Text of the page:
Americans are still talking about the recently deflated housing bubble, but there's a new bubble in town. It's the student loan bubble and when this one pops, it might dwarf the wreckage we've witnessed in the real-estate markets.
In the latest news, the Federal Reserve's Board of Governors warned that soaring student-loan debt has "parallels to the housing crisis," according to a May report in Bloomberg. As with housing, free-flowing cash will lead to widespread default. Of course, it's easier to repossess a tract house than to take back a potentially worthless degree.
Federal Reserve Chairman Ben Bernanke dismissed these concerns by saying that most of the money in the student-loan sector is federal money, which just means taxpayers – rather than lending institutions – will take the initial hit. But the board of governors makes a salient point as student loan debt soars to $1 trillion and exceeds the nation's level of credit-card debt.
"The bankers said student lending shares features of the housing crisis including 'significant growth of subsidized lending in pursuit of a social good,' in this case higher education instead of expanded home ownership," according to that Bloomberg report. "The lending has put upward pressure on tuition, just as the mortgage lending boom led to rising home prices, they said, calling both examples of a 'lack of underwriting discipline.'"
For my entire life, I've heard policy makers insist that there is insufficient funding for education and that getting a college degree is the pathway to a better life. But as the bankers noted, the sea of student-loan money artificially boosts the cost of tuition, which creates a new cycle of indebtedness by students. Higher tuition makes "pay-as-you-go" a less-likely option.
Lax student loans make it easier for colleges to spend money poorly. If the federal government provides a loan to virtually anyone who applies for one, then university administrations can spend foolishly. There's so much money, why not hike salaries and pensions for professors? Why not offer programs and majors that are of questionable intellectual or economic merit?
I know people with six-figure loan debt, multiple degrees and few job prospects. There were few lending standards – hey, it's only government money – so they racked up loan after loan. Others use loans to gain useful degrees with lucrative job potential, but these graduates come out of school with a crushing load of debt that will take decades to repay.
In 2012, Congress debated a controversy surrounding for-profit colleges, which receive about a quarter of the total federal Title IV student aid programs. The impetus was the latest iteration of the GI bill for active military and veterans, who often choose for-profit education programs.
"These colleges use high-pressure sales tactics to ensnare veterans, promising them a high-quality education and a 'guaranteed job,' and urging them to sign up on the spot," according to Jerome Kohlberg, in an opinion piece in the Pittsburgh Post-Gazette. "They lock themselves into long-term commitments, turn over their GI education benefits and sign up for student loans to cover the difference."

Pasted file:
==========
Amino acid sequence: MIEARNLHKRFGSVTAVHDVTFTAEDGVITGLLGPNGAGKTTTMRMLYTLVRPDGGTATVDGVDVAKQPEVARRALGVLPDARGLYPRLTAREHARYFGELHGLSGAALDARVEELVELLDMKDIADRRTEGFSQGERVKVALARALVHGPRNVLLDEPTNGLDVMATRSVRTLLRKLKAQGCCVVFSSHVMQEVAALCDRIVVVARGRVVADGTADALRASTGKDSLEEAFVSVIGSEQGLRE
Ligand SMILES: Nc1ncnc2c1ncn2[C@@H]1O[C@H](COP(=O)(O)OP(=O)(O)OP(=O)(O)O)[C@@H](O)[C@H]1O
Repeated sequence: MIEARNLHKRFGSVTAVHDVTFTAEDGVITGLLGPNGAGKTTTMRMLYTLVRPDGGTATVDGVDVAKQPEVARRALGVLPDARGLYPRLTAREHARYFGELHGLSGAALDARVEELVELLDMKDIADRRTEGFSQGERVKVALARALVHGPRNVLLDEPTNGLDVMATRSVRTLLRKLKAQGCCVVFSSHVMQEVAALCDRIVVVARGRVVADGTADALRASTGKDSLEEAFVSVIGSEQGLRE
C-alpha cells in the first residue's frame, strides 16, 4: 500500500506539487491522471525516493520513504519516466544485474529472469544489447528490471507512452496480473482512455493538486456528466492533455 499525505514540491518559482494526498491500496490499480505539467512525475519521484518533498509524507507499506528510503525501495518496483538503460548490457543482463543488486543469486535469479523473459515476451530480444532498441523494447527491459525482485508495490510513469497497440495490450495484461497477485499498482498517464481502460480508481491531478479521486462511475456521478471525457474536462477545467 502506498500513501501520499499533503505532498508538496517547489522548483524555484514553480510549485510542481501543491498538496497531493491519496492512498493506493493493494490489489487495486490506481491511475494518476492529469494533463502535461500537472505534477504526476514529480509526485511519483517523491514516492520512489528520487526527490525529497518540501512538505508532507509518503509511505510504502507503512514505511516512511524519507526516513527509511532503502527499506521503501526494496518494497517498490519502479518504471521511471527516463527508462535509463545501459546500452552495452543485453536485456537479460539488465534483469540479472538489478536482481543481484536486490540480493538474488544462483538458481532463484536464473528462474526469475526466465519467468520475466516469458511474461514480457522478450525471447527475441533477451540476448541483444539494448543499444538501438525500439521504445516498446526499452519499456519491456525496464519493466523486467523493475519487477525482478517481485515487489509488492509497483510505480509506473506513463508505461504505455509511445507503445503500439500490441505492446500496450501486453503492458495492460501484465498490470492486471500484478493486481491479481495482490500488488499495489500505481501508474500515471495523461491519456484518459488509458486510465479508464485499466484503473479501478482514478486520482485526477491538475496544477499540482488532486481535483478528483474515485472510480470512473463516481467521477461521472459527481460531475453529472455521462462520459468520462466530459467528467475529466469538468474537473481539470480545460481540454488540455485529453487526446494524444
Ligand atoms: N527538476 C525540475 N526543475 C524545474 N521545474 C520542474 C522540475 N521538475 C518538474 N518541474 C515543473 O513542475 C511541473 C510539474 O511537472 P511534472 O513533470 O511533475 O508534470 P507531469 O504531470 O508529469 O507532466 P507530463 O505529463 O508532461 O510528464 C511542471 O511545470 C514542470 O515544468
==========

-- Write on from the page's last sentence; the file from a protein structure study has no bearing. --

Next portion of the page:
The alleged abuses at some for-profit colleges have reminded some critics of abuses by the subprime mortgage industry. But these problems are almost solely the result of easy access to government dollars. Indeed, public universities do the same thing – lure students into long-term debt commitments based on a free flow of federal dollars, even if they don't use the high-pressure tactics used by some recruiters in the private educational business. For-profit and non-profit universities rely heavily on government tuition subsidies.
Many government employees, by the way, receive automatic pay boosts when they receive additional education, so this government-funded system ratchets up government spending throughout the entire taxpayer-funded system.
When I attended college, only the rarest student stayed on campus beyond four years. Many received degrees in less than four years. Now, it's typical for students to take six years to get through a California State University program. The education establishment claims the problem is the result of too little money, but it's the opposite. There is so much money available to anyone with a pulse that there are too many students on campus and not enough classes for them.
Look at the large portion of students taking remedial courses, which reminds us that more college doesn't always equal a better education.
Given that students who get themselves in financial trouble can't unload their debt through bankruptcy, easy college tuition money can mean a lifetime of personal debt problems. These problems are the result of government officials pushing a social good – i.e., broader college attendance, or, in the real estate market, broader home ownership.
The housing bubble was inflated by government-dictated lending policies designed to expand home ownership by requiring banks to make loans to people who couldn't meet traditional down-payment and credit standards. And government policies designed to expand educational opportunities have inflated the cost of tuition, cheapened the value of education and burdened new generations with crushing debt loads.
Yet those of us who call for less government meddling and more private-sector discipline are the ones considered heartless.